COLUMBUS, Ohio - Officials in Ohio’s most populous county have formally declared racism as a public health crisis, saying it has led to disparities in everything from housing, to the criminal justice system, to coronavirus infections.
Commissioners in Franklin County passed a resolution on Tuesday that lays out a 10-step plan to help address racism and calls on other lawmakers to follow suit across the state.
“Racism has been a pandemic long before the current coronavirus pandemic,” Commissioner Kevin L. Boyce said in a statement. “Our declaration today is important, but it’s not saying anything that hasn’t been apparent for a long time. COVID-19 has highlighted the health divide between black and white Ohioans, however, and I hope that it can be the catalyst we need to reform the whole health system so that it works for all of us equally.”
The resolution identifies racism as “a social system with multiple dimensions,” both individual racism that is internalized and systematic racism that is institutional. It states that racism causes disparities in several areas of life, including housing, education, employment, criminal justice and that it is “a social determinant of health.”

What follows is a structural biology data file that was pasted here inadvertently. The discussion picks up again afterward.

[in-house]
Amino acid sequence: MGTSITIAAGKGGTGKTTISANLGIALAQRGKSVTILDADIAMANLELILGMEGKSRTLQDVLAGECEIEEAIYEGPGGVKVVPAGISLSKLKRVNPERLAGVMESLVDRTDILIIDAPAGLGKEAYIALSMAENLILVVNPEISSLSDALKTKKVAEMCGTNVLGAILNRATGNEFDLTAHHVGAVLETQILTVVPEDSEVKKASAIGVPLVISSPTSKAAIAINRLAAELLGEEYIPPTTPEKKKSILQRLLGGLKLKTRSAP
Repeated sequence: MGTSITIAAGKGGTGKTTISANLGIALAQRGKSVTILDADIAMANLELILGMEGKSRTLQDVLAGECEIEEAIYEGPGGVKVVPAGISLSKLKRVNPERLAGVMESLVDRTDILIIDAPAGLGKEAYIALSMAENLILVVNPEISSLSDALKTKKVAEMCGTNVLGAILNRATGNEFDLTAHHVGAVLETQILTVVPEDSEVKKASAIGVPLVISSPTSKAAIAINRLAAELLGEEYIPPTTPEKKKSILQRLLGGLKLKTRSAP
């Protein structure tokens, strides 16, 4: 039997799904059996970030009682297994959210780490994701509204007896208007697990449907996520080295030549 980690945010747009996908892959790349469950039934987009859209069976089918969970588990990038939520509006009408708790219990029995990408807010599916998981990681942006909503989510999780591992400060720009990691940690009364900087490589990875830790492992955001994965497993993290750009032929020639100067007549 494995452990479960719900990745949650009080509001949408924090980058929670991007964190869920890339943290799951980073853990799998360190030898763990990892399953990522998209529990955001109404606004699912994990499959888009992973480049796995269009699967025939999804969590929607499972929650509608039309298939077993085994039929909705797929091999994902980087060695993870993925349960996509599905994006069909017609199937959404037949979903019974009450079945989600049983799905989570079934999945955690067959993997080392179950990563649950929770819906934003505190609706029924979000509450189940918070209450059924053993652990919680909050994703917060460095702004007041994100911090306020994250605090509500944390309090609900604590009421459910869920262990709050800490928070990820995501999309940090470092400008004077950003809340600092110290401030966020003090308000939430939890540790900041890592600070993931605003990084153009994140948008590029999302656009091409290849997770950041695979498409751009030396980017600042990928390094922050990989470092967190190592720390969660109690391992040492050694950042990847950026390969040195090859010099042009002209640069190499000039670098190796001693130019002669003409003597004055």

Health officials in Franklin County, which includes the city of Columbus, adopted a similar declaration last week — which had been in the works prior to the outbreak of COVID-19, according to the Columbus Dispatch.
The commissioners note that black Ohioans have lower life expectancies than their white neighbors, are more likely to die of heart disease or stroke, be overweight, have diabetes, and also suffer higher infant mortality rates and low birth weights.
The resolution declares that the health disparity is further highlighted by county coronavirus data showing black residents are hospitalized at twice the rate of other demographic groups. Preliminary data in Ohio suggests they are dying at a disproportionately higher rate from the disease, according to the commissioners.
The racial disparity when it comes to the coronavirus isn’t specific to Ohio. Democratic lawmakers and community leaders in cities across the country have sounded the alarm over what they see as a disturbing trend of the virus disproportionately affecting black, Latino and other minority populations.
“Hundreds of years of systemic racism, from slavery to segregation, redlining to Jim Crow, and discrimination in housing, finance, and education, some of which persists today, have led to predictable inequities,” said Commissioner Marilyn Brown.
“We won’t solve these things overnight, but it’s important to start by recognizing them and beginning to work purposefully for change.”
This story was reported from Cincinnati.